BEREA — Five weeks ago, Derek Anderson was seen as a stopgap between Charlie Frye and Brady Quinn.
Five starts and three wins later, Anderson is considered the biggest reason the Browns are 3-3 at the bye and owners of the third-highest-scoring offense in the NFL. He has silenced the chants for Quinn while erasing many of the painful memories of the Frye experiment.
“That’s very apparent when you watch the film,” tight end Steve Heiden said Monday of Anderson’s unparalleled impact. “He’s making some throws some big-time guys would make. He’s doing some big-time things right now.”
Anderson has completed 55 percent of his passes for 1,496 yards (sixth in the NFL) with 14 touchdowns (third), eight interceptions and an 89.0 rating. The Browns have averaged 32 points in his five starts, including a 41-31 win over the Dolphins on Sunday, and are third in scoring (27.8 points) behind New England and Dallas.
“He’s improving, just like this offense,” running back Jason Wright said. “He’s going to be really, really good.”
When Anderson struggled through the preseason and failed to lead a touchdown drive in four games, Frye was named the starter for the opener vs. Pittsburgh. He flopped, was benched in the first half of the 34-7 home loss and traded two days later in an unprecedented move.
Anderson was handed the job and has run with it.
“You really didn’t know how it was going to play out,” coach Romeo Crennel said. “As the thing went along there was the good Derek and the bad Derek. Now, he is maturing.
“It’s not final and we still have to go week-to-week and he still has to improve. But he has shown some improvement and he’s put some points on the board.”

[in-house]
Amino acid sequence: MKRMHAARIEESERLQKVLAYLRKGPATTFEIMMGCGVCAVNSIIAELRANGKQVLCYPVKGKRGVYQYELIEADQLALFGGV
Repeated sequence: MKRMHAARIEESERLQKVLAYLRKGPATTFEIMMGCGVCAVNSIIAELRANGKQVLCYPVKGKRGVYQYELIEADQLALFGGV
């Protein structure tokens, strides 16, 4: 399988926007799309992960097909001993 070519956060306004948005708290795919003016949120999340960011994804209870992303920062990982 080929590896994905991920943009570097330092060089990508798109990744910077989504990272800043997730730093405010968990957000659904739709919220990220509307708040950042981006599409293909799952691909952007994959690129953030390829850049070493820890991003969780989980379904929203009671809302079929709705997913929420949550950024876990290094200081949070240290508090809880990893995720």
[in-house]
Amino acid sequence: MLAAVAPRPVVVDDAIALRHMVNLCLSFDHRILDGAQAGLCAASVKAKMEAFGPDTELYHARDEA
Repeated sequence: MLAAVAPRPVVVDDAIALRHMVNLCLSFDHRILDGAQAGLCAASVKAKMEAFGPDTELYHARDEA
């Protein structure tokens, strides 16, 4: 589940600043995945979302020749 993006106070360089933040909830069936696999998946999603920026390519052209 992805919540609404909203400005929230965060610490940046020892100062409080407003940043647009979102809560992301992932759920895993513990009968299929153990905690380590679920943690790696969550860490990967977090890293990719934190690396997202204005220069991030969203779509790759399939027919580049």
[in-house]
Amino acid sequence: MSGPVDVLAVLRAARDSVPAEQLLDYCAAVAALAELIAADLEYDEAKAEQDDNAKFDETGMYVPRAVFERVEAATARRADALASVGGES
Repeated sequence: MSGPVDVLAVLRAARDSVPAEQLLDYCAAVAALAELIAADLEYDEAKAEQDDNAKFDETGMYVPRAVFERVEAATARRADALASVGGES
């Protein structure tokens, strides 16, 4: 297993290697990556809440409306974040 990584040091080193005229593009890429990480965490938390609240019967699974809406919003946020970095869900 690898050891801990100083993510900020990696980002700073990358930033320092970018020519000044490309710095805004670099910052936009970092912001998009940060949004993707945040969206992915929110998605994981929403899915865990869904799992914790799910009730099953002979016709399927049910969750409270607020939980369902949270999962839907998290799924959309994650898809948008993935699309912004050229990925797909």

Anderson was 18-for-25 for 245 yards, three touchdown passes to Braylon Edwards, a 1-yard touchdown run and a career-best 142.5 rating vs. Miami. He’d put up big numbers before — 51 points and five touchdowns in Week 2 vs. Cincinnati — but had never gone without an interception in seven previous starts.
“Being patient, making good decisions and growing as a quarterback every week is key,” Anderson said.
His growth was most evident on incompletions Sunday, when instead of forcing the ball into coverage he threw it away. The week before in New England, Anderson tried to force a pass into the end zone and was intercepted.
“You learn from those,” Crennel said. “As you gain that experience, you begin to make better decisions.”
Anderson opened eyes last year in his first significant playing time, leading an overtime win over Kansas City after Frye was hurt. His strong arm was always evident, but that game showed Crennel and the front office that the talent could translate to the field on Sundays.
“Until you get in the game and produce in the game, you really don’t know,” Crennel said. “He was able to go in, produce, bring the team back, get it into overtime and then win it in overtime. That showed me a little something there.”
His extended success this season has been a shock to many, but his teammates said they’ve seen the potential all along.
“I don’t think he was much of an unknown inside this locker room, as he was outside of it,” Heiden said. “Anytime you gain experience, he’s going to continue to get better. That’s the exciting thing.”
Anderson’s unexpected success has delayed indefinitely the professional debut of Quinn, the rookie from Notre Dame who was drafted No. 22 to be the face and the future of the franchise. Quinn was asked if it’s easier to take standing on the sideline when Anderson is playing so well.
“It’s easier for our team and everyone else when he plays like that,” Quinn said. “You have to give him kudos for everything he’s done.”
Contact Scott Petrak at 329-7135 or email@example.com.